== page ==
> > It would not be reasonable for dpkg-dev to depend on hardening-includes so
> > my plan was basically to move this logic into dpkg-dev. But instead of
> > duplicating it we can find a way for hardening-includes to reuse the logic
> > that would be integrated in dpkg-dev.
>
> That seems fine to me as long as I'm in a position to still be able to fix
> bugs in the logic. :)

Well, it's low-maintenance mode I hope so I have no problem merging your
patches whenever needed.

> I'm totally fine with h-i going away. The "hardening-check" script will
> need somewhere to live, though.

lintian? devscripts? dpkg-dev? I'm not sure what the best place is. But I
would really like lintian to check if all binaries are built with hardening
flags. It should probably not report any problem as long as one of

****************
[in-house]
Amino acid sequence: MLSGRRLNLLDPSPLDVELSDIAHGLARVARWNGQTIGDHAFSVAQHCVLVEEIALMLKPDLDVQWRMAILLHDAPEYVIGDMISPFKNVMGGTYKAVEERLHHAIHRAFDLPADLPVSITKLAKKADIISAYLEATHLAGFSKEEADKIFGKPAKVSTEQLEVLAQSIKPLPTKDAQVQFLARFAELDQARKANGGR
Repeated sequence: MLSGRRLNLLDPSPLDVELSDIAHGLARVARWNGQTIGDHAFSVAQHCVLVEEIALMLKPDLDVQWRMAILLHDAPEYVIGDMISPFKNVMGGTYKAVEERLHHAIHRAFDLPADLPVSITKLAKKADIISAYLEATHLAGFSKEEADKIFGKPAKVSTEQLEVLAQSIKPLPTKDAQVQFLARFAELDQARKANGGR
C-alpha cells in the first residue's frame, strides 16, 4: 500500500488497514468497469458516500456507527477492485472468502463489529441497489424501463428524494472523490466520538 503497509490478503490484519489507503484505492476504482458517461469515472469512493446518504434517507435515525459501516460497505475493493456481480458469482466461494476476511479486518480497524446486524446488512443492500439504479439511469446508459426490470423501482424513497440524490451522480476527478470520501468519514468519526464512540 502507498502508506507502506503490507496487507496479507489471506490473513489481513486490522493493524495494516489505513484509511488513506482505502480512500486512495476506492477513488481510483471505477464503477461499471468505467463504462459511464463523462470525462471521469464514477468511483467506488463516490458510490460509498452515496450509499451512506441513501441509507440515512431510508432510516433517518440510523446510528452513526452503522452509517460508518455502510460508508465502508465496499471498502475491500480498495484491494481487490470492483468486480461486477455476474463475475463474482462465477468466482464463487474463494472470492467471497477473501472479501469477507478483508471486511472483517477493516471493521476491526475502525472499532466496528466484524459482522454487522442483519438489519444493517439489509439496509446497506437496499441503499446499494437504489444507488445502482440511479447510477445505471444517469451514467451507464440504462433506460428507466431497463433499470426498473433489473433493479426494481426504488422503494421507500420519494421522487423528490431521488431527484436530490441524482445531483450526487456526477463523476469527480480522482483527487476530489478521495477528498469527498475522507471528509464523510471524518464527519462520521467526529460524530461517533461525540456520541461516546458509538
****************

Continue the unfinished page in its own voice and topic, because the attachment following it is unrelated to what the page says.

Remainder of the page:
the hardening feature has been found.

That way it's still possible to disable some of the hardening features
without generating a warning that you have to override.

> Do you have an example of what the STRIP stuff would look like for a build?
> I don't want maintainers to have to know what all the individual flags are,
> especially since they might change, which is why I did what I did in h-i.

DEB_CFLAGS_MAINT_STRIP="-fPIE" DEB_LDFLAGS_MAINT_STRIP="-fPIE -pie" dpkg-buildflags

So yes it requires precise knowledge of the flag in use. To make this
less obnoxious I can certainly include a copy of the default flags
in the new /usr/share/dpkg/buildflags.mk file and let maintainer
use the variables listed there instead of hardcoding the precise set of
flags.

(I just did that in my pu/build-flags test branch)

But this is all rather verbose, maybe it's best to keep some separate
logic to enable/disable hardening features. Other opinions are welcome.
Maybe with a DEB_BUILD_MAINT_OPTIONS variable.

DEB_BUILD_MAINT_OPTIONS="hardening=-relro,+pie"

> Hopefully I explained this in the other thread. The situation is that
> everyone presently using h-w/i expects to build PIE, on architectures
> that _support_ it, including architectures that should not use it by